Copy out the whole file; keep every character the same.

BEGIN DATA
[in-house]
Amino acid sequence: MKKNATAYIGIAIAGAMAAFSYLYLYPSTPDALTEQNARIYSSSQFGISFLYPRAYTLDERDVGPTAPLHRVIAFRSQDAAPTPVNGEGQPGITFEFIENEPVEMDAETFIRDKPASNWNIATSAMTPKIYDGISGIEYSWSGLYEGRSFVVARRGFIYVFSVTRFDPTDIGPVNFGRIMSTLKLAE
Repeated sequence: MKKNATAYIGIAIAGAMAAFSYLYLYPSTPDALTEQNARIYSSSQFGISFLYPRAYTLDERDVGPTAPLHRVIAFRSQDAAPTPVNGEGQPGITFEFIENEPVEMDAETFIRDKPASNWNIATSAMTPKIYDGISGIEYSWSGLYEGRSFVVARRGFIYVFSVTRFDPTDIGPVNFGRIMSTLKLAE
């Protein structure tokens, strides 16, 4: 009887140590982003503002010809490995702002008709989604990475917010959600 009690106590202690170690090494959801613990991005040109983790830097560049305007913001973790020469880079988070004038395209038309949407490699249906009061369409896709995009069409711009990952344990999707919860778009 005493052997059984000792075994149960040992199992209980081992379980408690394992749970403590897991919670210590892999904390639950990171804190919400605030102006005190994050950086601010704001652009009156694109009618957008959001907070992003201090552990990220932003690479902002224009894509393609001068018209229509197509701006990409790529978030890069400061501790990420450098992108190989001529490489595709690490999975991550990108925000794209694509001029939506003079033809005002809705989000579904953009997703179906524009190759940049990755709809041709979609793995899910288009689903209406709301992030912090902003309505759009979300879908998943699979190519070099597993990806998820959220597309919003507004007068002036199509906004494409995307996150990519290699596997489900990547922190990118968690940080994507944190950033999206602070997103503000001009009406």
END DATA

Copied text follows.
[in-house]
Amino acid sequence: MKKNATAYIGIAIAGAMAAFSYLYLYPSTPDALTEQNARIYSSSQFGISFLYPRAYTLDERDVGPTAPLHRVIAFRSQDAAPTPVNGEGQPGITFEFIENEPVEMDAETFIRDKPASNWNIATSAMTPKIYDGISGIEYSWSGLYEGRSFVVARRGFIYVFSVTRFDPTDIGPVNFGRIMSTLKLAE
Repeated sequence: MKKNATAYIGIAIAGAMAAFSYLYLYPSTPDALTEQNARIYSSSQFGISFLYPRAYTLDERDVGPTAPLHRVIAFRSQDAAPTPVNGEGQPGITFEFIENEPVEMDAETFIRDKPASNWNIATSAMTPKIYDGISGIEYSWSGLYEGRSFVVARRGFIYVFSVTRFDPTDIGPVNFGRIMSTLKLAE
């Protein structure tokens, strides 16, 4: 009887140590982003503002010809490995702002008709989604990475917010959600 009690106590202690170690090494959801613990991005040109983790830097560049305007913001973790020469880079988070004038395209038309949407490699249906009061369409896709995009069409711009990952344990999707919860778009 005493052997059984000792075994149960040992199992209980081992379980408690394992749970403590897991919670210590892999904390639950990171804190919400605030102006005190994050950086601010704001652009009156694109009618957008959001907070992003201090552990990220932003690479902002224009894509393609001068018209229509197509701006990409790529978030890069400061501790990420450098992108190989001529490489595709690490999975991550990108925000794209694509001029939506003079033809005002809705989000579904953009997703179906524009190759940049990755709809041709979609793995899910288009689903209406709301992030912090902003309505759009979300879908998943699979190519070099597993990806998820959220597309919003507004007068002036199509906004494409995307996150990519290699596997489900990547922190990118968690940080994507944190950033999206602070997103503000001009009406």